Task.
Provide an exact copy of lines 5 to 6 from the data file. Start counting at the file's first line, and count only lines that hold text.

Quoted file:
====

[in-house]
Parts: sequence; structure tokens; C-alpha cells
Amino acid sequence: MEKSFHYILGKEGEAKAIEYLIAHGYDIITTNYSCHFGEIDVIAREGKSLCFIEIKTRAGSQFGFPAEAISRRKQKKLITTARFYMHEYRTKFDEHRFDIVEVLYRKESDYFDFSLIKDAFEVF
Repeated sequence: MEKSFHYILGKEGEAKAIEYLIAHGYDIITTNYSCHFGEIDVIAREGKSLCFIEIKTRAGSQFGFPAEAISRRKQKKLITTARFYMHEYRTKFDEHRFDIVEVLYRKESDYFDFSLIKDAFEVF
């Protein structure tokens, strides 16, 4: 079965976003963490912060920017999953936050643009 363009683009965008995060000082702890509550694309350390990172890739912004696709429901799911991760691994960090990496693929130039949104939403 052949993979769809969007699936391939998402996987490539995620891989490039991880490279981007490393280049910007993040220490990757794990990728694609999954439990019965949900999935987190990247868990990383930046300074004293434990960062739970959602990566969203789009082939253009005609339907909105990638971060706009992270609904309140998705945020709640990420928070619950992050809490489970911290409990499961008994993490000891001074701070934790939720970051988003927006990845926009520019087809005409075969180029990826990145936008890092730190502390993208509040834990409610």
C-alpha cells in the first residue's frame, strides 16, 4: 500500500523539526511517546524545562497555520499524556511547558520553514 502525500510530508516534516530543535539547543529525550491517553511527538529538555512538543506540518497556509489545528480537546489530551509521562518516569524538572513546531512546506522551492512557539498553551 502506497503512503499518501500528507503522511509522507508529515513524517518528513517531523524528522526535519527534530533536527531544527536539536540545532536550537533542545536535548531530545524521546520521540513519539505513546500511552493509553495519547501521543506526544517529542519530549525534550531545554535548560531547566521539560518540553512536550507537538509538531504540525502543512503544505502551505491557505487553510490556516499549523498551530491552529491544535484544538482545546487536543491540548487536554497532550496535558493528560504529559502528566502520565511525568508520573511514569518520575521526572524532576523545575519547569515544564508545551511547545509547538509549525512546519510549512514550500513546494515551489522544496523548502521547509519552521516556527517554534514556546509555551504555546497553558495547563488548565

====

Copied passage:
């Protein structure tokens, strides 16, 4: 079965976003963490912060920017999953936050643009 363009683009965008995060000082702890509550694309350390990172890739912004696709429901799911991760691994960090990496693929130039949104939403 052949993979769809969007699936391939998402996987490539995620891989490039991880490279981007490393280049910007993040220490990757794990990728694609999954439990019965949900999935987190990247868990990383930046300074004293434990960062739970959602990566969203789009082939253009005609339907909105990638971060706009992270609904309140998705945020709640990420928070619950992050809490489970911290409990499961008994993490000891001074701070934790939720970051988003927006990845926009520019087809005409075969180029990826990145936008890092730190502390993208509040834990409610």
C-alpha cells in the first residue's frame, strides 16, 4: 500500500523539526511517546524545562497555520499524556511547558520553514 502525500510530508516534516530543535539547543529525550491517553511527538529538555512538543506540518497556509489545528480537546489530551509521562518516569524538572513546531512546506522551492512557539498553551 502506497503512503499518501500528507503522511509522507508529515513524517518528513517531523524528522526535519527534530533536527531544527536539536540545532536550537533542545536535548531530545524521546520521540513519539505513546500511552493509553495519547501521543506526544517529542519530549525534550531545554535548560531547566521539560518540553512536550507537538509538531504540525502543512503544505502551505491557505487553510490556516499549523498551530491552529491544535484544538482545546487536543491540548487536554497532550496535558493528560504529559502528566502520565511525568508520573511514569518520575521526572524532576523545575519547569515544564508545551511547545509547538509549525512546519510549512514550500513546494515551489522544496523548502521547509519552521516556527517554534514556546509555551504555546497553558495547563488548565